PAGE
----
1Becoming a doctor – practical advice for the journey for high school students Sunny Nakae, MSW, PhD CandidateNorthwestern UniversityFeinberg School of Medicine
2Overview Outline the progression of education and training Cover the basics of preparationDiscuss characteristics of well-prepared, competitive applicants to medicineDiscuss navigating college and premedDebunk myths and issue precautionsQuestions
3The journey into medicine Becoming more flexibleEncouraging of diversity in a broad senseExperiences, skills, personal characteristics, courses of study, etc.Has numbers that determine consideration, but not necessarily admissionRequires persistence, dedication, and supportCan be a ‘choose your own adventure’ if done right!
4Premed Preparation GPA Science GPA MCAT score Medical exposure LeadershipInterpersonal skillsResearch experienceCommunity service & evidence of altruismCivic and campus engagementLetters of recommendationProfessionalismWriting skillsAcademic skills (study skills, learning tools)
5How it is advertised practice fellowship residency Medical school High schoolundergradMedical schoolresidencyfellowshippractice
6What it really can look like researchHigh schoolundergradVolunteer for TFAPost bacc classesTime offCareer pursuitresidencyMaster’s programMedical schoolfellowshipStopping out for familypractice
7Components Undergraduate degree (4-6 years)** Medical school (4 years) Residency (3-7 years)Fellowship (1-4 years)** BA/BS- MD programs offer options for completing both degrees in 6-8 years, depending on the program. Students are essentially conditionally accepted to medical school out of high school
8Time line MCAT Apply/matriculate Boards M2 & M3 summer Apply for residency M4 yearMatch/graduateBoards residency year 1 = fully licensed doctorGraduate residency = full practice (specialty boards option)Fellowship + additional boards
9College choiceIf a student is headed toward professional school, how does that affect their initial undergraduate college choice?
10Choosing the right college SizeSelectivityPublic/privateResearch intensiveSize of surrounding communityEnrichment opportunitiesCurriculumCampus community/supportRigor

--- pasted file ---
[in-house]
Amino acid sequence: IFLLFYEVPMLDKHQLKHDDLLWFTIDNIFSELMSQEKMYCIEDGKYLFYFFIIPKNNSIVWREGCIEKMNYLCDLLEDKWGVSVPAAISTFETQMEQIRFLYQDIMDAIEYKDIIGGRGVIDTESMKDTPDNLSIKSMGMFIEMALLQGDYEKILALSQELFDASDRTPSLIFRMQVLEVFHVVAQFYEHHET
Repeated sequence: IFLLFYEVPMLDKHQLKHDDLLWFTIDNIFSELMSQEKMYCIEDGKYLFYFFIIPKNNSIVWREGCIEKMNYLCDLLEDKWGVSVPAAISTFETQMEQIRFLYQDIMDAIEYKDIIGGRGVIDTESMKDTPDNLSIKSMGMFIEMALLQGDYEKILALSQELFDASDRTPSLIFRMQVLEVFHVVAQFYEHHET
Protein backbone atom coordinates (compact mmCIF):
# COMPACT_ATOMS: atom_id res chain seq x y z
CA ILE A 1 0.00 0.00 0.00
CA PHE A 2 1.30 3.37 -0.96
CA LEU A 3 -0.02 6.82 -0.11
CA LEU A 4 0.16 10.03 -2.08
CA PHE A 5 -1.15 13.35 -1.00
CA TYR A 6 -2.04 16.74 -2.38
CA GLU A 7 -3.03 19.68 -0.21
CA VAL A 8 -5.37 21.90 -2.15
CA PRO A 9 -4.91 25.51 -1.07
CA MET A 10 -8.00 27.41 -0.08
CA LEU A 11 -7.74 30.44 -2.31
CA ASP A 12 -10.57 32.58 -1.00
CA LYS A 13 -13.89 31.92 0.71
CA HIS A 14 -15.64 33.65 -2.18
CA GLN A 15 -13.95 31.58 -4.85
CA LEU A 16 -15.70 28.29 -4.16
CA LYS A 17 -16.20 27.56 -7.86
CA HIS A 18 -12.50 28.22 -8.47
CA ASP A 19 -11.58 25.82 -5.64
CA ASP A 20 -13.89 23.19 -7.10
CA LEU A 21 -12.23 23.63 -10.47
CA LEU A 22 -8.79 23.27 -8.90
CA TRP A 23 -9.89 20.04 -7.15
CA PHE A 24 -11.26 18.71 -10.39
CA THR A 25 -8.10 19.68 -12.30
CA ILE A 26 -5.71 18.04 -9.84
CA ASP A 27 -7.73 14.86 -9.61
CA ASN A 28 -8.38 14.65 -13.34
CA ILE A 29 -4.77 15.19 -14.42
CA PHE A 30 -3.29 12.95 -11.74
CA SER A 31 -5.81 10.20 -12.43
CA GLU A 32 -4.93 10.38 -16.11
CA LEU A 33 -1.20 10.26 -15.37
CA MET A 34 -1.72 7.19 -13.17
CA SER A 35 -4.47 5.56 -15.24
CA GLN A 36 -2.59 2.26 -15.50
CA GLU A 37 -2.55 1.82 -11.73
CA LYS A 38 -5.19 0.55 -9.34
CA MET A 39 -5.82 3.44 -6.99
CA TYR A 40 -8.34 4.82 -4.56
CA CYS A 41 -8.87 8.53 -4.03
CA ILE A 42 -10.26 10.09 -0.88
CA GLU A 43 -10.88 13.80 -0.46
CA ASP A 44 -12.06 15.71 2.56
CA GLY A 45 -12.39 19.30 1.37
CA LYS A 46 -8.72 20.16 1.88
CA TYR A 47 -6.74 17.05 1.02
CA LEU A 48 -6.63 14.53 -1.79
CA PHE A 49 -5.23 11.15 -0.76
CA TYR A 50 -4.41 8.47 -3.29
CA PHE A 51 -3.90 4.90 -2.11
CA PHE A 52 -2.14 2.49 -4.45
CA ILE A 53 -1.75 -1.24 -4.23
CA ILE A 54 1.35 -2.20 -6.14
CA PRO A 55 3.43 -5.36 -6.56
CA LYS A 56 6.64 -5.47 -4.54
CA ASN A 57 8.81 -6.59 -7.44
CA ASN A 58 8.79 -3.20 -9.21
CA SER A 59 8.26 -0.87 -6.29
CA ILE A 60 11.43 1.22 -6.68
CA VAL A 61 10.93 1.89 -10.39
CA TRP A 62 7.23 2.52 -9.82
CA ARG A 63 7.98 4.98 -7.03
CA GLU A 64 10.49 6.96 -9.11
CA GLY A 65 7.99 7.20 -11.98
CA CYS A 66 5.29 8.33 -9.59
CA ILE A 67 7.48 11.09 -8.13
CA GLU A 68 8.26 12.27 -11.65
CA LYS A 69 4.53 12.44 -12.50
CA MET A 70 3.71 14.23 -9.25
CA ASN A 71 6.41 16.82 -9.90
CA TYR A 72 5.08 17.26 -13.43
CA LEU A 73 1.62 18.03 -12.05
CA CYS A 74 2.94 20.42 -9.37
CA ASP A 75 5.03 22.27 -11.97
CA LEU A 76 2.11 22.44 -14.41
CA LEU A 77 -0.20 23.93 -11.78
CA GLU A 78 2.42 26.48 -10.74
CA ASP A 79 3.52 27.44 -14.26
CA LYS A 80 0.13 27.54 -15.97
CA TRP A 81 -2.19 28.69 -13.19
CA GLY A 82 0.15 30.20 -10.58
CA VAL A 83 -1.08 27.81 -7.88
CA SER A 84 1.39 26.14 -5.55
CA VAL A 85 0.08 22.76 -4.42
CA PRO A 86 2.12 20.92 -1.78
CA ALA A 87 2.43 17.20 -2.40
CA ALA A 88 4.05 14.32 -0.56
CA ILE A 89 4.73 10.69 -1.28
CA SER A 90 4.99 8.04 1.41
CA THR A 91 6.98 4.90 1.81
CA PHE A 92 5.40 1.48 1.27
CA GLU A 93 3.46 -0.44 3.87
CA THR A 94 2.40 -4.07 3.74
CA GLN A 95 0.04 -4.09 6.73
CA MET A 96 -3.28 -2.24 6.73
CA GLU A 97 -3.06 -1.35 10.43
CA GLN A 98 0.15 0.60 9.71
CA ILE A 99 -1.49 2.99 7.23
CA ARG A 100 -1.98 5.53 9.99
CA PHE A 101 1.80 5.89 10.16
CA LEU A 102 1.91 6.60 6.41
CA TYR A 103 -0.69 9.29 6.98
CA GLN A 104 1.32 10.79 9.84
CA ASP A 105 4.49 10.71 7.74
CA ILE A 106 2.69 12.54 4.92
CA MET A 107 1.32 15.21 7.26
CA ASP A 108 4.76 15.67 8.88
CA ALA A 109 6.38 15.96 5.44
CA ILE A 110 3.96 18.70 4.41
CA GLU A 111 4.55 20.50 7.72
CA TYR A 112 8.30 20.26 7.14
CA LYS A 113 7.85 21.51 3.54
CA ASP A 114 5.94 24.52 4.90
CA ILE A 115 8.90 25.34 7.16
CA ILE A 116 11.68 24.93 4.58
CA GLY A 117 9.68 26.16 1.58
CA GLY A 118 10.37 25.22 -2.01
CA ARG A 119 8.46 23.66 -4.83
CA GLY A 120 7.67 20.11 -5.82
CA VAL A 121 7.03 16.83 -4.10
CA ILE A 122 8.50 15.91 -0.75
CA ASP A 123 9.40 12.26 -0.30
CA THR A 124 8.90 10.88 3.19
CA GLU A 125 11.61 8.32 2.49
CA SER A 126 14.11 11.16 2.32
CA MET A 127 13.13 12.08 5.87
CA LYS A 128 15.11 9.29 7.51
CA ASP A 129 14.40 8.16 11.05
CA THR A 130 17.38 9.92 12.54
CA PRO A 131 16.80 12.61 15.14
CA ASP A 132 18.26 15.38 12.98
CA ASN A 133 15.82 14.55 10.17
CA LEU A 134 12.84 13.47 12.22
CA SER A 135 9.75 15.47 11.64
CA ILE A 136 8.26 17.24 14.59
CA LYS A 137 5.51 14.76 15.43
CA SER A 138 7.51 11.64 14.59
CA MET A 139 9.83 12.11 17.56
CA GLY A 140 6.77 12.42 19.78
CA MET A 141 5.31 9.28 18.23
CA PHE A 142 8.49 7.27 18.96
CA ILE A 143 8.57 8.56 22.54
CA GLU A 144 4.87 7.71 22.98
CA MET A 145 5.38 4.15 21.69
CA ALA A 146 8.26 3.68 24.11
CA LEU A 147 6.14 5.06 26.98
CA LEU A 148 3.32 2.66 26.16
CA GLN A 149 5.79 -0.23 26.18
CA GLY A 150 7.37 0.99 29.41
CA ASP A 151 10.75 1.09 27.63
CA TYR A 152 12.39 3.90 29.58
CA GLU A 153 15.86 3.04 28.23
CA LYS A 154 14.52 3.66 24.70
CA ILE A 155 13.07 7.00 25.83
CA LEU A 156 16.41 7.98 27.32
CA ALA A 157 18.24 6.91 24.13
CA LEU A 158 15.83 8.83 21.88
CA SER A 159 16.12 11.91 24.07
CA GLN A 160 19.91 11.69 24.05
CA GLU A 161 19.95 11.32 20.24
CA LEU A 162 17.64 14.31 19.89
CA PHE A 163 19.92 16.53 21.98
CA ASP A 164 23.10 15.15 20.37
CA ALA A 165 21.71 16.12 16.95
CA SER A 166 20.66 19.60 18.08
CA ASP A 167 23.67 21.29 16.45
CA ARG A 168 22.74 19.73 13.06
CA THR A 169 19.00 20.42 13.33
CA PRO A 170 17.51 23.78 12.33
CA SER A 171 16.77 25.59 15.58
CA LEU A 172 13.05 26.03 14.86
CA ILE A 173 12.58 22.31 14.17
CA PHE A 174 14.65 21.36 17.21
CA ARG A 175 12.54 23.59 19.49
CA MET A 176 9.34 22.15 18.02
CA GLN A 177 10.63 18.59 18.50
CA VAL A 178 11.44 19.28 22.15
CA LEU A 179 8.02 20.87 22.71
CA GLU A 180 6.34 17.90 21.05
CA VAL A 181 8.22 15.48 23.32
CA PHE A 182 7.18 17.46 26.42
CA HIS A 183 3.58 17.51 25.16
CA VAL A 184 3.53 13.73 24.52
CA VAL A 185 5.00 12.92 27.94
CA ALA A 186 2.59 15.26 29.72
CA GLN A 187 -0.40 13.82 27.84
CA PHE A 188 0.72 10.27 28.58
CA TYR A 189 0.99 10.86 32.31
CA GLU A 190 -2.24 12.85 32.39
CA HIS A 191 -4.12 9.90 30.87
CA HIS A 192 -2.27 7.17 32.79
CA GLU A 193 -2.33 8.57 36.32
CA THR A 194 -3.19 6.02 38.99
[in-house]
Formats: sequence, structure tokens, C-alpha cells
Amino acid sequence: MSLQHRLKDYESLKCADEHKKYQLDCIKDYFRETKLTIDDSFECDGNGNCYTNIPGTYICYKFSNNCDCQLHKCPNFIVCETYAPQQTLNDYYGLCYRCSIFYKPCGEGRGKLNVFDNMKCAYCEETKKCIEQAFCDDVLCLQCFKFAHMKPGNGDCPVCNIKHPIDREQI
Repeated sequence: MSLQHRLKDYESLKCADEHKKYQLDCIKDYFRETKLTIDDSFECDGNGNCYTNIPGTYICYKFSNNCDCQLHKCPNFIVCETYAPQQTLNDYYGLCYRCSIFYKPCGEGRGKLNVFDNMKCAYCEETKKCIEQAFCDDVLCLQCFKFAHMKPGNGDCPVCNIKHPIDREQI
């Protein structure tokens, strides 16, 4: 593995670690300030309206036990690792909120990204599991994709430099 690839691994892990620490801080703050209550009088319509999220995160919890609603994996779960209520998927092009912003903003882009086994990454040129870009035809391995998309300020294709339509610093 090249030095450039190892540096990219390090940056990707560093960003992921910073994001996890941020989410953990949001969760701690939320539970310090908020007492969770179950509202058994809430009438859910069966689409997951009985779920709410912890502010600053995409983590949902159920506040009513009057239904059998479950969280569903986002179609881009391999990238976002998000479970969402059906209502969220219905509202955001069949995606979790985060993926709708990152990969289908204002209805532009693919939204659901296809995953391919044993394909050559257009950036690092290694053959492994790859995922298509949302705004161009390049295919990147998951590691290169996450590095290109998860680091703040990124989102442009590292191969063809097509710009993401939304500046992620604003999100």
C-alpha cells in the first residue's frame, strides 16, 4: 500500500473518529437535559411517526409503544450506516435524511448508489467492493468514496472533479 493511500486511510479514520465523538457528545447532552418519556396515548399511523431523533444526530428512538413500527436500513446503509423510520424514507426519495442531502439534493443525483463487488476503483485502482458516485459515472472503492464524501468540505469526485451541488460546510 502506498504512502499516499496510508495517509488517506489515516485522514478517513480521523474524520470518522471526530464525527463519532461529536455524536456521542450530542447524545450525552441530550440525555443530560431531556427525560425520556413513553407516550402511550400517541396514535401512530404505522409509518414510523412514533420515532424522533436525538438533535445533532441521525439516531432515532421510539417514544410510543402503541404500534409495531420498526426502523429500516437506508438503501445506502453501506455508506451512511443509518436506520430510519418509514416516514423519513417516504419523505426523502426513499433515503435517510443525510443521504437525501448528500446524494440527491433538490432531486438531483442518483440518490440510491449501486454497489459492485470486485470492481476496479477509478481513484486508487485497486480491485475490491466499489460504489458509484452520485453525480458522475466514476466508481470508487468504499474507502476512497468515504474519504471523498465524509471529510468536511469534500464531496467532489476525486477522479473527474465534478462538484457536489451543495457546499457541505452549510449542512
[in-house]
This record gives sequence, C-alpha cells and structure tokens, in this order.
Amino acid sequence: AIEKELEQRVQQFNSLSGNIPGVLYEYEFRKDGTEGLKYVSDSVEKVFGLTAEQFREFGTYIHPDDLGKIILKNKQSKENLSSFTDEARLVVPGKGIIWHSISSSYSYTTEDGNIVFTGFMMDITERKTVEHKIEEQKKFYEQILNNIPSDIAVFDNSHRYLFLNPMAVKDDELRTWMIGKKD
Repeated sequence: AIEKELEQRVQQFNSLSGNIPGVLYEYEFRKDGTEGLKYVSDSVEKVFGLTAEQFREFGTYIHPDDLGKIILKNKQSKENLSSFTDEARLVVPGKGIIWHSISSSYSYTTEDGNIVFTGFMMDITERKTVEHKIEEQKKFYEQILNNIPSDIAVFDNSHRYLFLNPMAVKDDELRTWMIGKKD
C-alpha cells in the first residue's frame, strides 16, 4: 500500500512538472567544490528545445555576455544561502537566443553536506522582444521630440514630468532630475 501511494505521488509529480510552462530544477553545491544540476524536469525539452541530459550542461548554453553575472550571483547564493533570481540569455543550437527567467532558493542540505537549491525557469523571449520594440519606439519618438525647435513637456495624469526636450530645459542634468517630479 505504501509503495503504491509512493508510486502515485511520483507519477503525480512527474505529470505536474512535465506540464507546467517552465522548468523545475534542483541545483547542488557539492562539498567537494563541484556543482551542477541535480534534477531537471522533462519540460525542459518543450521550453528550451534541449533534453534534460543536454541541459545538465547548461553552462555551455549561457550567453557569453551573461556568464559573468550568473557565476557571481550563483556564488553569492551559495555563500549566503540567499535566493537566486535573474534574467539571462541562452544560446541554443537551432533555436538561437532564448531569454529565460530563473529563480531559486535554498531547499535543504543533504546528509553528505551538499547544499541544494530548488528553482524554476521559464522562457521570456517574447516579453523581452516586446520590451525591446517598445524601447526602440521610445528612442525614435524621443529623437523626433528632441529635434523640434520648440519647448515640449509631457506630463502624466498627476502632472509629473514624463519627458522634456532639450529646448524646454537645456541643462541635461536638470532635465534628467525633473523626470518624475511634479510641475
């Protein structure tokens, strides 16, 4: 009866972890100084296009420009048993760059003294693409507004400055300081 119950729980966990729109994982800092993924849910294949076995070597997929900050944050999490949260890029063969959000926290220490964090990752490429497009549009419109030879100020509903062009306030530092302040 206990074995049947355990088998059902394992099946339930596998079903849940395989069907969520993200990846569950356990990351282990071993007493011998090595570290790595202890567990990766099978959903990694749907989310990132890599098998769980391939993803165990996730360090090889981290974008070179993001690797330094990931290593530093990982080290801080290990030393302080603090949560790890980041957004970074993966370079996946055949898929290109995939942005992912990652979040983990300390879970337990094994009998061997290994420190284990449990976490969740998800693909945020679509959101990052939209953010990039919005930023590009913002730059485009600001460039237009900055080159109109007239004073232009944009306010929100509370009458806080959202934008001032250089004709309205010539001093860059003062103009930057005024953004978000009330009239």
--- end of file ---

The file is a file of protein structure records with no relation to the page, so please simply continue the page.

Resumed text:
11Bottom Line Choose a school where you will THRIVE Personally Socially Pre-professionallyAcademically
12A note about community college Medical schools have different approaches to applicants who have attended CCIf a CC is the best option for a student, it’s okay, BUTEnsure the student has a transfer plan and time lineEnsure the student takes some prereqs at a four-year schoolUnderstand that earning a BS degree is less likely if a student attends a CC
13Premed advisersDo NOT choose a school based on the premed advising ‘record’ of successMany advisers act more like gatekeepers than facilitatorsAdvising varies from a full time dedicated adviser with a program budget to a professor assigned to keep track of students however they see fitStudents can get access to ALL information advisers have through the AAMCStudents do NOT need adviser endorsement to apply or to submit letters of recommendation
14Premed advisersCaution: YOU must take charge of your preparation and may not have a solid advisor upon which to rely. Seek alternatives.You may disagree with your adviser (this is allowed) and you should seek alternative advice if necessarySome advisers are discouraging and negative – if you encounter a supremely unhelpful adviser, walk away from the adviser, not medicine!
15Premed requirementsSubject to change, but haven’t in the last 100 years1 year of biology1 year of general chemistry w/ labs1 year of organic chemistry w/ labs1 year of physics w/ labsUsually calculus is a prereq for physicsCan include: statistics, biochemistry, diversity/social justice courses, medical terminology, etc – vary slightly by schoolSome schools ‘require’ and some ‘recommend’
16Science CoursesNo science courses above beginner/introductory level freshman year. (maybe none at all)Regardless of how prepared you areTake the most difficult science courses latter half of sophomore year and beyond.Protect the GPA!!“W”s are bad. Given the dilemma, a “W” is always better than a D or an F.